The AAO found that in the instant case, the Director determined that the Beneficiary was ineligible for the Master's Cap exemption after the final receipt date for the general H1B pool. Therefore, the AAO held in accordance with 8 C.F.R. 214.2(h)(8)(ii)(B) that the Director properly denied the petition without considering it for eligibility under the general H1B cap.
For the foregoing reasons, the AAO determined that the Petitioner failed to establish that the Beneficiary was eligible for the Master's Cap exemption. Furthermore, the AAO found that the Director correctly denied the petition without considering eligibility under the general H1B cap. For those reasons, the AAO dismissed the appeal.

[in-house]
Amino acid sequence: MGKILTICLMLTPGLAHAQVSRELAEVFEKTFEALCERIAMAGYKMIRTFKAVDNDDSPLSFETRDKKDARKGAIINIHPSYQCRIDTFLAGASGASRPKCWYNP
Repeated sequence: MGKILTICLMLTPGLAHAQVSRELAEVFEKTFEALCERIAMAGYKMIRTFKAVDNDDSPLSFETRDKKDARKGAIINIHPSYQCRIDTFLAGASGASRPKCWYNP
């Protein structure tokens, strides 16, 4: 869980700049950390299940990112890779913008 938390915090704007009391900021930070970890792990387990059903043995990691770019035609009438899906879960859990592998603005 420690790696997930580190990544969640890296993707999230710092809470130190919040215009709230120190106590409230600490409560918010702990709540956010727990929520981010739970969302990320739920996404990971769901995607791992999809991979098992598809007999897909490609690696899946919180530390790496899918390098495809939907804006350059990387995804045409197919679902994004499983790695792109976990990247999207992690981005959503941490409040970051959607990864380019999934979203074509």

The AAO made clear that in order to qualify for a Master's Cap exemption, the school which conferred a master's degree to the beneficiary must have been a qualifying United States institution of higher education at the time the degree was earned.
In addition to the USCIS adopting a clear policy on an important aspect of adjudicating Master's Cap petitions, the decision highlights that seeking an exemption from an H1B cap for a petition that is not eligible for such an exemption may, depending on timing, lead to the outright denial of the petition. Before filing an H1B petition, a petitioner should consult with an experienced immigration attorney. An attorney will be able to determine if the H1B category is appropriate for the proposed employment, and if so, how to best file the petition.
Please see our category of articles on H1B visas to learn more about the issues in general [see category].